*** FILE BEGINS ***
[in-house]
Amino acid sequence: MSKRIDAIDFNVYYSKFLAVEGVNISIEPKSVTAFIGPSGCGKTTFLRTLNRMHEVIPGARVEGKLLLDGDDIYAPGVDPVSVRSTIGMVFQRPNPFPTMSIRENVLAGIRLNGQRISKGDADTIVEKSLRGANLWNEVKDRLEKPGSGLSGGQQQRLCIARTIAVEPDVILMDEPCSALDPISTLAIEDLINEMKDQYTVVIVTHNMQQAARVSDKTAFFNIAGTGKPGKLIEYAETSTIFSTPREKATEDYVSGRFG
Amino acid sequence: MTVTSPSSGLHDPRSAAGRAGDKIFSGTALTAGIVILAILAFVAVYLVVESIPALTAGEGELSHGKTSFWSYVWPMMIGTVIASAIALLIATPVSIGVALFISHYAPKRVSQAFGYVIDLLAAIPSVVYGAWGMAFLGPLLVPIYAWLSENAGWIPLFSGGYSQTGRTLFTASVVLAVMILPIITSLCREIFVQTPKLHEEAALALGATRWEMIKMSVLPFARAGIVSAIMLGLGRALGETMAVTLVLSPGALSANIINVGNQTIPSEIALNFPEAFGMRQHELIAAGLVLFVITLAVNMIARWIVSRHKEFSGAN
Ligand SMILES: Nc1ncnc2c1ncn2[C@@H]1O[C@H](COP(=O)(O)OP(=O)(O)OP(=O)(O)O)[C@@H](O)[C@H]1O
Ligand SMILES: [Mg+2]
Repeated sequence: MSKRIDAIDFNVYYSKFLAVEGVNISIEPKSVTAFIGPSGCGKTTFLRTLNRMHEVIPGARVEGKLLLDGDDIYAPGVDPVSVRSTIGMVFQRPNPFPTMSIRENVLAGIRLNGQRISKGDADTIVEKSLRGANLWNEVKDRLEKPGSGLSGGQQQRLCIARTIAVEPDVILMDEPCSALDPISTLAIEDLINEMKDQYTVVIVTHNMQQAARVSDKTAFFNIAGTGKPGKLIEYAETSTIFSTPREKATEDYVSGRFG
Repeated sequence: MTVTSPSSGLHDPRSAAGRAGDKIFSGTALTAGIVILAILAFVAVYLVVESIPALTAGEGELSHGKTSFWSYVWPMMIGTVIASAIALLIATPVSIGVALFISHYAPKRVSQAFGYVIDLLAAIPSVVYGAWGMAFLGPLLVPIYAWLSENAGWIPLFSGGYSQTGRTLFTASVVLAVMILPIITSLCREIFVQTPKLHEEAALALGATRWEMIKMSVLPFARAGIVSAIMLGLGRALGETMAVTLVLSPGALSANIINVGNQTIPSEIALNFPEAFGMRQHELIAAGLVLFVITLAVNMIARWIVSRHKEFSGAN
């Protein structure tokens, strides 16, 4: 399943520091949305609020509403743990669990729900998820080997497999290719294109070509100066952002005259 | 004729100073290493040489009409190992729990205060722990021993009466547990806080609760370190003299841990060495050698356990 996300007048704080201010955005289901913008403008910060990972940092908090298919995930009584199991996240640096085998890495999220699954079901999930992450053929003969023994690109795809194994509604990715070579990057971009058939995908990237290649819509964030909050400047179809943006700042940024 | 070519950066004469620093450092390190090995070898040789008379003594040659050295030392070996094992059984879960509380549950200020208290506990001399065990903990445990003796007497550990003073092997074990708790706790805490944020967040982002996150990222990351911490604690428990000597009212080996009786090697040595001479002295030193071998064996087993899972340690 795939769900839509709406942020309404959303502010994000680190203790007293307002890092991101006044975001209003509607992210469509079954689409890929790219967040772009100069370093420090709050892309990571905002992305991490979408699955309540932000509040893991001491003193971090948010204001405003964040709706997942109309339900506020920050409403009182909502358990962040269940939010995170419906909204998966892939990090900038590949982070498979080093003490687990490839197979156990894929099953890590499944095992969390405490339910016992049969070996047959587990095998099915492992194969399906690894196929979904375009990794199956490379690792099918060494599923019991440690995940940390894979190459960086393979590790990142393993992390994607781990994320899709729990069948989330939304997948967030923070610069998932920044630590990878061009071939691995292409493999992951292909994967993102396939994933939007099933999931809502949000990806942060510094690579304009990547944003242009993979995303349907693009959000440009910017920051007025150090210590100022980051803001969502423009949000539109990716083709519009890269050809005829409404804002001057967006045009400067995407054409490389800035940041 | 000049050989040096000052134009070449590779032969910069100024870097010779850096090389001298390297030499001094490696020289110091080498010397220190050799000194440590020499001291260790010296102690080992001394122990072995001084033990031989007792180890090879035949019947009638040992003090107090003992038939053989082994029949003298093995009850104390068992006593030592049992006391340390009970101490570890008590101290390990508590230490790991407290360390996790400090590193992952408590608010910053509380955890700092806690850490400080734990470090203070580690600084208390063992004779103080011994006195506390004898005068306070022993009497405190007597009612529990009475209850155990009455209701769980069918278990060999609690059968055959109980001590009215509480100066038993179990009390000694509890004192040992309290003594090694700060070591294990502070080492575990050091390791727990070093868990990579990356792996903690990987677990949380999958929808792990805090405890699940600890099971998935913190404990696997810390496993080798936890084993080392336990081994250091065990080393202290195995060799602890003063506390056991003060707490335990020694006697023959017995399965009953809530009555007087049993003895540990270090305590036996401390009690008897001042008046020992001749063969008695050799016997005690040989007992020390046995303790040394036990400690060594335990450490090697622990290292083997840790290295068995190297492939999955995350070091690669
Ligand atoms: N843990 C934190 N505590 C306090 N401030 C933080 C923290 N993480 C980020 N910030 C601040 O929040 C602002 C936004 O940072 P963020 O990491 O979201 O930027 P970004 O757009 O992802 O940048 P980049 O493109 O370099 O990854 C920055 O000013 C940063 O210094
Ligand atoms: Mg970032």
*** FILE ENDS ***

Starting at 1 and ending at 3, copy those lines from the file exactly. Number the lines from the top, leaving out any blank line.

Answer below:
[in-house]
Amino acid sequence: MSKRIDAIDFNVYYSKFLAVEGVNISIEPKSVTAFIGPSGCGKTTFLRTLNRMHEVIPGARVEGKLLLDGDDIYAPGVDPVSVRSTIGMVFQRPNPFPTMSIRENVLAGIRLNGQRISKGDADTIVEKSLRGANLWNEVKDRLEKPGSGLSGGQQQRLCIARTIAVEPDVILMDEPCSALDPISTLAIEDLINEMKDQYTVVIVTHNMQQAARVSDKTAFFNIAGTGKPGKLIEYAETSTIFSTPREKATEDYVSGRFG
Amino acid sequence: MTVTSPSSGLHDPRSAAGRAGDKIFSGTALTAGIVILAILAFVAVYLVVESIPALTAGEGELSHGKTSFWSYVWPMMIGTVIASAIALLIATPVSIGVALFISHYAPKRVSQAFGYVIDLLAAIPSVVYGAWGMAFLGPLLVPIYAWLSENAGWIPLFSGGYSQTGRTLFTASVVLAVMILPIITSLCREIFVQTPKLHEEAALALGATRWEMIKMSVLPFARAGIVSAIMLGLGRALGETMAVTLVLSPGALSANIINVGNQTIPSEIALNFPEAFGMRQHELIAAGLVLFVITLAVNMIARWIVSRHKEFSGAN